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I’m starting a new mystery novel.

I have the details of the murder plotted and the motive set, and an idea for how the investigation will unfold. What I don’t have yet is a protagonist to investigate and solve this mystery.

It’s kind of an important detail.

I’ve been thinking about it for a few weeks and have been jotting down ideas. I started looking at some resources for creating characters. There are a lot of great books out there (I’m looking at you K.M. Weiland and your awesome workbooks) but before the character arcs are plotted or the character biography is written, I need ideas for characters.

Here are a few resources I’ve found that have generated some ideas:

1. Research the “Basic Human Needs”

On the most fundamental level, all humans have basic needs that we strive to fulfill—and that makes for a good place to start in creating a character. Maslow’s Hierarchy of Basic Needs (Survival, Safety, Love & Belonging, Self-Esteem, and Self-Fulfillment) is a great study into these human longings that transcend all cultures and races. There are other psychological studies as well, and some may list seven or ten basic needs. Regardless, this makes for a good starting point.

Where does the character fall on this chart? What basic needs are being met and what is he or she searching for? This can define the character on the most elemental level and may even start to develop the relationships around him or her.

Maslow’s Hierarchy of Needs by

2. Research “Personality Types”

Whether it’s the 16 personality types defined by Myers-Briggs or the 12 described by the Zodiac Astrological Signs, these descriptions can give you some direction. With that personality description, you can start developing the character—What’s the perfect job? Is he or she a natural leader? A cat person or a dog person? Athletic and sport-minded or bookish and brainy? Creative or analytical?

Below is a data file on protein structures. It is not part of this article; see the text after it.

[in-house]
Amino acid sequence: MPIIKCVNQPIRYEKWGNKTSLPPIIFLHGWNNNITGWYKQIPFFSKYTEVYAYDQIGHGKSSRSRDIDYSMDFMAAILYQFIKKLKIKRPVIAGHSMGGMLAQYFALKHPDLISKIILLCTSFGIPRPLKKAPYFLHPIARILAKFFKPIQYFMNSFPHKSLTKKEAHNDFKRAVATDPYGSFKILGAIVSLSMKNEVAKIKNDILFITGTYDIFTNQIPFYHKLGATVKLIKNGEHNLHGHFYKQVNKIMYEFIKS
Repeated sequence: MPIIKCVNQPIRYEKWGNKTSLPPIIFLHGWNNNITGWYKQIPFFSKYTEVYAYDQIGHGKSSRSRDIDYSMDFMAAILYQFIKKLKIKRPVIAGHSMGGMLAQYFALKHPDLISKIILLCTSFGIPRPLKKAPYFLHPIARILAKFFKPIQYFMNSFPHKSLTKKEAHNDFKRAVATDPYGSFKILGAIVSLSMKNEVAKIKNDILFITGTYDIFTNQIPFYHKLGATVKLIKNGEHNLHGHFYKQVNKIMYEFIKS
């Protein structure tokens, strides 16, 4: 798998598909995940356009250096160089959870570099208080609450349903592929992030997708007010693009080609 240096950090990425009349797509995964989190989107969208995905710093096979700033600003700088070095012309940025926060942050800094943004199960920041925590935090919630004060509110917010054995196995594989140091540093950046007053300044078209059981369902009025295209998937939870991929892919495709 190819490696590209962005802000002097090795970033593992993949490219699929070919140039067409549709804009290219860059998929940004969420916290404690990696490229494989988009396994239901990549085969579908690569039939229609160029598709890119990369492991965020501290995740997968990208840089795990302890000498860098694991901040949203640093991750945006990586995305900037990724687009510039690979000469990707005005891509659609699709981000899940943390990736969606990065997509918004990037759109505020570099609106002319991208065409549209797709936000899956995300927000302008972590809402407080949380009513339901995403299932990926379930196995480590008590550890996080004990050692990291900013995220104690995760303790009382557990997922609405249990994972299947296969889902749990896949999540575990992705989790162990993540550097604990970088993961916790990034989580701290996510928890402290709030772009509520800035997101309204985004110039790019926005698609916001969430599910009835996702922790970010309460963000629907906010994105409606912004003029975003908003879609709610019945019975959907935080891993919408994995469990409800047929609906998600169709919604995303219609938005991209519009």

The personality types can be a good place to start to create a full, well-rounded character.

The 16 Personality Types by Dr. A.J. Drenth

3. Research “Careers”

Take a look at job sites to brainstorm some ideas for characters. People are often defined by what they do for a living, and a unique and interesting job can create a unique and interesting character. This can go hand in hand with the Personality Type mentioned above, as the career can help define the personality type or the personality type can lead to the career path. Or create some conflict by giving a specific Personality Type a career he or she wouldn’t be suited for.

Careers for Your Characters by Franz and Obstfeld, Raymond Neumann

4. Research “Hobbies”

Have you ever heard the expression, “Basketball doesn’t build character, it reveals it?”

A character’s hobby can speak volumes about who that person is. A character who loves to bowl or a lead a band is probably an outgoing, social extrovert. On the other hand, a stamp collector will probably be an introvert. Find an offbeat, adventurous, or outrageous hobby, and a character will most definitely materialize.

Want to get creative? What if your character has a hobby that totally conflicts with his or her job?

The Big Book of Hobby Ideas by D.J. Gelner

5. Research “Character Traits”

Character traits can be all those little mannerisms and quirks that make a character unique. Traits often predict how the character will react in situations and interact with other characters. And while the “Personality Type” may define the character as a “leader,” his or her ability to take charge, make quick decisions, and jump into action are the character traits that support it. Add the character’s tendency to be bossy and over confident and you’ve added some negative traits to the mix, which ultimately makes a more rounded character.

Writer’s Guide to Character Traits by Dr. Linda Edelstein

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